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The 689-foot bulk carrier Michipicoten has safely anchored in Thunder Bay, Ontario, after combating flooding in Lake Superior. U.S. Coast Guard Photo

The 689-foot bulk carrier Michipicoten has safely anchored in Thunder Bay, Ontario, after combating flooding in Lake Superior. U.S. Coast Guard Photo

Massive Crack Discovered in Hull of Great Lakes Freighter After Flooding

Mike Schuler
Total Views: 23481
June 11, 2024

The Canadian-flagged Great Lakes freighter Michipicoten was discovered to have a four-meter-long crack in its hull after a flooding incident on Lake Superior over the weekend.

The crack was found during an underwater inspection conducted at Keefer Terminal, where the ship remains docked.

According to a Transportation Safety Board of Canada spokesperson, the crack seems to have resulted from fatigue or structural failure. A US Coast Guard spokesperson, Lorne Thomas, stated that the rupture is located where the side shell turns to the bottom plate, indicating a clear hull failure, according to reports.

The Michipicoten was carrying taconite from Two Harbors, Minnesota to Sault Ste. Marie, Ontario when the incident occurred Saturday morning. The distress call was made at around 7 a.m., with the crew reporting an unexpected collision with an underwater object, causing the vessel to take on water.

At one point the ship was listing by as much as 15 degrees to starboard, prompting the evacuation of 11 of 22 crew members over fears that it could capsize.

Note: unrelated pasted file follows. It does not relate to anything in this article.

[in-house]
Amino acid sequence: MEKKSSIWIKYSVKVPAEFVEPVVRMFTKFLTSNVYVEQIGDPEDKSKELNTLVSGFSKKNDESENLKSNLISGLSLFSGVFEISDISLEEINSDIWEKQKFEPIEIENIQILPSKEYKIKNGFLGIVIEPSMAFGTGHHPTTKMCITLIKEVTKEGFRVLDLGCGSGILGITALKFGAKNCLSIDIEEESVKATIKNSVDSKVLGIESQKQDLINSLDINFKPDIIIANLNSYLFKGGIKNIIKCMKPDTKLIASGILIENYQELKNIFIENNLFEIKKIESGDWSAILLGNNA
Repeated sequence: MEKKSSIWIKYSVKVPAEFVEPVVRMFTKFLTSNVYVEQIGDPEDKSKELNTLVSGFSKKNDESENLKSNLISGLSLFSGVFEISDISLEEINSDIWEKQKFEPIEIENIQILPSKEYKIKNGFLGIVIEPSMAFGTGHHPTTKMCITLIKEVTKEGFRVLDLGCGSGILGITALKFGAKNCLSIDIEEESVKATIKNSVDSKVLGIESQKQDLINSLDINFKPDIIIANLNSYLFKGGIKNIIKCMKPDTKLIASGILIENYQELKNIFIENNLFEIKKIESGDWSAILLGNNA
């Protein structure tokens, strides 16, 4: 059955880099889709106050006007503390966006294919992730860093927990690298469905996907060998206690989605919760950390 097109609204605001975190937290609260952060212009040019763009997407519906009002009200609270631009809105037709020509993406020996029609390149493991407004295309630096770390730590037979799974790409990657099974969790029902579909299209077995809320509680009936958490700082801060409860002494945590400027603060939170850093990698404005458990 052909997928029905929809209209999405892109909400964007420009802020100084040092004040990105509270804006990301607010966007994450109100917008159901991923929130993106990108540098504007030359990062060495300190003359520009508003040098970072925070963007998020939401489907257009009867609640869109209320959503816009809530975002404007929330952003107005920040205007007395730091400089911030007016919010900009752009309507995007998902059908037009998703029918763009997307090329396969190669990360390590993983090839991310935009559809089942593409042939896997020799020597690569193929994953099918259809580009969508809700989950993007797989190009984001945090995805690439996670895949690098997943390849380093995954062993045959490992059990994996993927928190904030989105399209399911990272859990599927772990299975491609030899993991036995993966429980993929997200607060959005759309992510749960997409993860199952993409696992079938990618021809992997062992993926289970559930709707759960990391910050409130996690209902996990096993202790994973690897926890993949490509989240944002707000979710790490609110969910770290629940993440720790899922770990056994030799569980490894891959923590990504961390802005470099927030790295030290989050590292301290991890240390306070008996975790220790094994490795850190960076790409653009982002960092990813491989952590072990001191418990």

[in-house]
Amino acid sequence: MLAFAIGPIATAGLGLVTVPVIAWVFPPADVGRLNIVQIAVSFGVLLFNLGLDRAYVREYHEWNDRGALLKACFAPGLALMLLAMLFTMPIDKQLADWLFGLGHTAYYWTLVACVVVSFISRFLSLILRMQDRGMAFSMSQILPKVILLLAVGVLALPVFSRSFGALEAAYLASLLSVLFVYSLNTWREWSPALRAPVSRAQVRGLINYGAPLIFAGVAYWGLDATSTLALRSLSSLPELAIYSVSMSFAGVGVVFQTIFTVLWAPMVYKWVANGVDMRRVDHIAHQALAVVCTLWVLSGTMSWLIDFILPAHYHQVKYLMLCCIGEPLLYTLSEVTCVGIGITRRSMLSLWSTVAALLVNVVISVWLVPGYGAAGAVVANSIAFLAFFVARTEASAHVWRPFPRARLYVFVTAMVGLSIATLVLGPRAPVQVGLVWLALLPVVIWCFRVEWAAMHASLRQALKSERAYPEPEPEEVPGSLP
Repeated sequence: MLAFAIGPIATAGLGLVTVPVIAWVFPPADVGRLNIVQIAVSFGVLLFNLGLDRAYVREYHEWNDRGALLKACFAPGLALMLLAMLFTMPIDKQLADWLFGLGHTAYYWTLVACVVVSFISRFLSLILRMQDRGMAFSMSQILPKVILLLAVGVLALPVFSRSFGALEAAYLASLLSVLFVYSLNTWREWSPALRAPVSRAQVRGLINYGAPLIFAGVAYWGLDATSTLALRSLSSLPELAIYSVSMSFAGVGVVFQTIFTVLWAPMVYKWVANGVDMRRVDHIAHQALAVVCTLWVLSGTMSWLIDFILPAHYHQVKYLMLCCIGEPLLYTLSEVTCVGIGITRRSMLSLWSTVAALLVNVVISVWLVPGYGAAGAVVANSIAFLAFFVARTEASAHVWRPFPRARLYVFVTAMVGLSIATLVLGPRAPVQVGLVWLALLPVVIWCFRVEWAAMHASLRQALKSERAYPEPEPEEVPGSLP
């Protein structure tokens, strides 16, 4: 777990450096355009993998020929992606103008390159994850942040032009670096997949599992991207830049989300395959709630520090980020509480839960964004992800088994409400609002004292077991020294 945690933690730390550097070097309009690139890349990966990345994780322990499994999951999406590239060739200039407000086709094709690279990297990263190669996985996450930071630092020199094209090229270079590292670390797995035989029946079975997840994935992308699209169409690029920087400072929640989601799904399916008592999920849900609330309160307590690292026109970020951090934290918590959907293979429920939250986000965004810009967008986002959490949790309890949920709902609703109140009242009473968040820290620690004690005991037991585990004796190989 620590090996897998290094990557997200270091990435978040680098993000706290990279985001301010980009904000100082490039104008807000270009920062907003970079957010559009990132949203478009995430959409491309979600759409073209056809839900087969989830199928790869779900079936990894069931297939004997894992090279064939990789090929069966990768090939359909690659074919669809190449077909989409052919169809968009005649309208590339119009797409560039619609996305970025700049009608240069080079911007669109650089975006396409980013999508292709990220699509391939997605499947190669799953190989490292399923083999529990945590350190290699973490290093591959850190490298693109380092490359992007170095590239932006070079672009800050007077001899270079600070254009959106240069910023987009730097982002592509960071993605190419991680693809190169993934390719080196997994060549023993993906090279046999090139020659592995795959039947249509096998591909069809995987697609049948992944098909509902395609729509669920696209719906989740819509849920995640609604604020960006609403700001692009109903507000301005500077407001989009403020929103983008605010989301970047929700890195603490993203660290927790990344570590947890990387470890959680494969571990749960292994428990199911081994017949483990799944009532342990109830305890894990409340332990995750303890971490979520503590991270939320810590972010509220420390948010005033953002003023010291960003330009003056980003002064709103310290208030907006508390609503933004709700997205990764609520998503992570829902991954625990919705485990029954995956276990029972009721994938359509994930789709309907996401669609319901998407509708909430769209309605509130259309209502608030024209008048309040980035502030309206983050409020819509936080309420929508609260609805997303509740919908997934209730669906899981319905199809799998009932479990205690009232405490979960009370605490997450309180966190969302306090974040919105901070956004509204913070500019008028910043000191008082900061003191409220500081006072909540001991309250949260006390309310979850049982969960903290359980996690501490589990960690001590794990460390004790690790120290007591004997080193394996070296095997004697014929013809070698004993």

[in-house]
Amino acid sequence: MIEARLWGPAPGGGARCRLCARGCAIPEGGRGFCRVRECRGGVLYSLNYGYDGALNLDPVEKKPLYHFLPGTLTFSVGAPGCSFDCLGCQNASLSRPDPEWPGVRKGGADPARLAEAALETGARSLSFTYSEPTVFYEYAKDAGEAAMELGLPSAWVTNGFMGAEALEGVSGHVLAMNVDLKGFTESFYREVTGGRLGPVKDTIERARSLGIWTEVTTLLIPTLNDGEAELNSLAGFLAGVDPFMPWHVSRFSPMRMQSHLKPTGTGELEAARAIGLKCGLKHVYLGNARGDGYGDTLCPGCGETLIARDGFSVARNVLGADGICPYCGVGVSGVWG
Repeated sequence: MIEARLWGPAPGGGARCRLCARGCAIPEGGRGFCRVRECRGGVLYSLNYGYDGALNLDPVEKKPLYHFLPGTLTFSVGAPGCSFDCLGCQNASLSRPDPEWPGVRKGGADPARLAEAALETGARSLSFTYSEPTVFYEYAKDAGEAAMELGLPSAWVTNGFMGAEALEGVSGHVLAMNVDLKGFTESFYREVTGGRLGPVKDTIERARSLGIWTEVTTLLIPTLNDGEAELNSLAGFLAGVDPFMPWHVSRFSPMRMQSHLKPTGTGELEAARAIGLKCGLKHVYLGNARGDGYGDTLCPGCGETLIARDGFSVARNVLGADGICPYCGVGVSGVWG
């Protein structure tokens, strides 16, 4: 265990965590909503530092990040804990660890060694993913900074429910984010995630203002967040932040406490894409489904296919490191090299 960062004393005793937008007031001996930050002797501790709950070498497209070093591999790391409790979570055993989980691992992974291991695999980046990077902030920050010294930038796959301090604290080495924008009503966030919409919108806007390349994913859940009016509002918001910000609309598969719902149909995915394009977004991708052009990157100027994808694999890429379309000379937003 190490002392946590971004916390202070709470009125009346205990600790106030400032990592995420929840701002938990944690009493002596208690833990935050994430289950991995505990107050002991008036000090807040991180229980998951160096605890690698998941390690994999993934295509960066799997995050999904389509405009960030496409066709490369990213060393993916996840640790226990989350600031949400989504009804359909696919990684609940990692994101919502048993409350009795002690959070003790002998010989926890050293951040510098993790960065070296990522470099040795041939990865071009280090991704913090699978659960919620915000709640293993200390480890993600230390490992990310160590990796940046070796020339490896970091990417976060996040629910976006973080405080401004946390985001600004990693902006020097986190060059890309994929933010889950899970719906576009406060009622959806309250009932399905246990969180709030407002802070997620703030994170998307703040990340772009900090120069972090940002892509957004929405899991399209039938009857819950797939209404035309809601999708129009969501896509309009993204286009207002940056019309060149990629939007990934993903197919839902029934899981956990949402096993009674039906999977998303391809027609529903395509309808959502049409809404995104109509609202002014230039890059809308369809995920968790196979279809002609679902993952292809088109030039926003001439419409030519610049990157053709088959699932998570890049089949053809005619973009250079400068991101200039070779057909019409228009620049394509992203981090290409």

Reporting indicates the ship’s crew reported hearing a loud bang while the ship was in deep water, which could have coincided with the hull failure.

The investigation into the ship’s route will consider potential initiating events like striking a submerged object or running aground, although there’s currently no evidence suggesting the ship struck something before the hull failure.

The ship was able to reduce its list from 15 degrees to 5 degrees, minimizing the risk of capsizing, as the ship was escorted safely to Thunder Bay, Ontario. Despite the severity of the situation and initial fears of capsizing, no injuries were reported among the crew.

Authorities from both Canada and the U.S. will purportedly jointly investigate the incident, with Canadian officials taking the lead.

The M/V Michipicoten was originally built in 1952 and converted to a motor vessel in 2011. It is operated by Lower Lakes Towing Ltd., a subsidiary of Rand Logistics.

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